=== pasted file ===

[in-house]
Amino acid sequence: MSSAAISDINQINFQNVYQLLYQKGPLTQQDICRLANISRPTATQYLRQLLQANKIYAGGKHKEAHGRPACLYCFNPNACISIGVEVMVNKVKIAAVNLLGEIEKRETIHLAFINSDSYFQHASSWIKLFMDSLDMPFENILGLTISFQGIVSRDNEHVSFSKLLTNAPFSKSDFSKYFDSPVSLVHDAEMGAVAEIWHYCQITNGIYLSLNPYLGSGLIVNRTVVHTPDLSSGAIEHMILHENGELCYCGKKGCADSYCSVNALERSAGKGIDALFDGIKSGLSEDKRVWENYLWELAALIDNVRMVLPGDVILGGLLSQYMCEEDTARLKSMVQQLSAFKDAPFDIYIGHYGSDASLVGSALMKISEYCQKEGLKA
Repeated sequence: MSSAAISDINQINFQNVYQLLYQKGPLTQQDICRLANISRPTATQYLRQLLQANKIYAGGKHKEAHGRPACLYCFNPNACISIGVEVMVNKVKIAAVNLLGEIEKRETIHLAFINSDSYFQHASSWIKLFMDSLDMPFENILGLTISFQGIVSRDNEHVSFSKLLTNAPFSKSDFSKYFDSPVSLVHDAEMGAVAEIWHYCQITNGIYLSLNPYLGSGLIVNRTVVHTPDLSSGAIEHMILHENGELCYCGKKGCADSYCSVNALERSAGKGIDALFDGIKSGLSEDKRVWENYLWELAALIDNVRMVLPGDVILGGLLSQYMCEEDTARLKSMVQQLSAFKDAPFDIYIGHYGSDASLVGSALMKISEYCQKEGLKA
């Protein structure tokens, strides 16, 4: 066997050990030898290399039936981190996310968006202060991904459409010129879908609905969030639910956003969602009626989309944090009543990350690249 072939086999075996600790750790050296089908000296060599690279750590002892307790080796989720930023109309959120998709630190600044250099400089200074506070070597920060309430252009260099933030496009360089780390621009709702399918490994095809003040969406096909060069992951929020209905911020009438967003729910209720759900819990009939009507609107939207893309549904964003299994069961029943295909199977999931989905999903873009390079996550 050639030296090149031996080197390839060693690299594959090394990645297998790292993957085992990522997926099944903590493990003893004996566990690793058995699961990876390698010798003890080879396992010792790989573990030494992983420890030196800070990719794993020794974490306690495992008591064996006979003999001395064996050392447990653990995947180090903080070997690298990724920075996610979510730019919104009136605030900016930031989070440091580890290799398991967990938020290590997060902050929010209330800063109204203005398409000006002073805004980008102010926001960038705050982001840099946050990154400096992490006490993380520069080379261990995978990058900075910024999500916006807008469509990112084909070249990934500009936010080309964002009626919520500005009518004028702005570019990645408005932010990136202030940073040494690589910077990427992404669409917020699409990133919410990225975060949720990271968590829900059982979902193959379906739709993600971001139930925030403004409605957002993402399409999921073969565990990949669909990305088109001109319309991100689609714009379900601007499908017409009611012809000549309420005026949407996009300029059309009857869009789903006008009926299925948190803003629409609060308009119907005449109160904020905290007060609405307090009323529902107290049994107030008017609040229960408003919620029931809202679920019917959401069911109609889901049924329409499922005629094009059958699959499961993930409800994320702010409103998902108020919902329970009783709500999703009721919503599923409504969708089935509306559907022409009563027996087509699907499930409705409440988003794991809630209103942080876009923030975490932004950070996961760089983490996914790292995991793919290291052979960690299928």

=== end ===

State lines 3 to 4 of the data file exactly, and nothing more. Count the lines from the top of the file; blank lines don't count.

Repeated sequence: MSSAAISDINQINFQNVYQLLYQKGPLTQQDICRLANISRPTATQYLRQLLQANKIYAGGKHKEAHGRPACLYCFNPNACISIGVEVMVNKVKIAAVNLLGEIEKRETIHLAFINSDSYFQHASSWIKLFMDSLDMPFENILGLTISFQGIVSRDNEHVSFSKLLTNAPFSKSDFSKYFDSPVSLVHDAEMGAVAEIWHYCQITNGIYLSLNPYLGSGLIVNRTVVHTPDLSSGAIEHMILHENGELCYCGKKGCADSYCSVNALERSAGKGIDALFDGIKSGLSEDKRVWENYLWELAALIDNVRMVLPGDVILGGLLSQYMCEEDTARLKSMVQQLSAFKDAPFDIYIGHYGSDASLVGSALMKISEYCQKEGLKA
């Protein structure tokens, strides 16, 4: 066997050990030898290399039936981190996310968006202060991904459409010129879908609905969030639910956003969602009626989309944090009543990350690249 072939086999075996600790750790050296089908000296060599690279750590002892307790080796989720930023109309959120998709630190600044250099400089200074506070070597920060309430252009260099933030496009360089780390621009709702399918490994095809003040969406096909060069992951929020209905911020009438967003729910209720759900819990009939009507609107939207893309549904964003299994069961029943295909199977999931989905999903873009390079996550 050639030296090149031996080197390839060693690299594959090394990645297998790292993957085992990522997926099944903590493990003893004996566990690793058995699961990876390698010798003890080879396992010792790989573990030494992983420890030196800070990719794993020794974490306690495992008591064996006979003999001395064996050392447990653990995947180090903080070997690298990724920075996610979510730019919104009136605030900016930031989070440091580890290799398991967990938020290590997060902050929010209330800063109204203005398409000006002073805004980008102010926001960038705050982001840099946050990154400096992490006490993380520069080379261990995978990058900075910024999500916006807008469509990112084909070249990934500009936010080309964002009626919520500005009518004028702005570019990645408005932010990136202030940073040494690589910077990427992404669409917020699409990133919410990225975060949720990271968590829900059982979902193959379906739709993600971001139930925030403004409605957002993402399409999921073969565990990949669909990305088109001109319309991100689609714009379900601007499908017409009611012809000549309420005026949407996009300029059309009857869009789903006008009926299925948190803003629409609060308009119907005449109160904020905290007060609405307090009323529902107290049994107030008017609040229960408003919620029931809202679920019917959401069911109609889901049924329409499922005629094009059958699959499961993930409800994320702010409103998902108020919902329970009783709500999703009721919503599923409504969708089935509306559907022409009563027996087509699907499930409705409440988003794991809630209103942080876009923030975490932004950070996961760089983490996914790292995991793919290291052979960690299928």